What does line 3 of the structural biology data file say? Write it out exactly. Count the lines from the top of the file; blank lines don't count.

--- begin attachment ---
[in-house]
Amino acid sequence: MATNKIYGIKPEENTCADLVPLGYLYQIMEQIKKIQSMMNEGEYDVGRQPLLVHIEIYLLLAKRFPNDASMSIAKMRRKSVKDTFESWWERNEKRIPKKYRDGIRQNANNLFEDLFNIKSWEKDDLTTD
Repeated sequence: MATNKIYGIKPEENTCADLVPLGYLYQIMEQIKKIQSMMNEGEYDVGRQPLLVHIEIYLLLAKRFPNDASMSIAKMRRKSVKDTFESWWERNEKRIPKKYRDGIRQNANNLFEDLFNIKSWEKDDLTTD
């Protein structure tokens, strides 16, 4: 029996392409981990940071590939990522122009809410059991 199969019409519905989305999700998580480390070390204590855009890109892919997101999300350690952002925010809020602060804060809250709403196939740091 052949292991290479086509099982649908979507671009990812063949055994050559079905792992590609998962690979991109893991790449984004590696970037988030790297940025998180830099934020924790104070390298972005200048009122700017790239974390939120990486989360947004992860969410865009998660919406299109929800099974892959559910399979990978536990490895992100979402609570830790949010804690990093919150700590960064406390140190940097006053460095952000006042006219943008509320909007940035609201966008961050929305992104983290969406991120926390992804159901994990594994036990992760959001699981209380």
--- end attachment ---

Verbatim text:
Repeated sequence: MATNKIYGIKPEENTCADLVPLGYLYQIMEQIKKIQSMMNEGEYDVGRQPLLVHIEIYLLLAKRFPNDASMSIAKMRRKSVKDTFESWWERNEKRIPKKYRDGIRQNANNLFEDLFNIKSWEKDDLTTD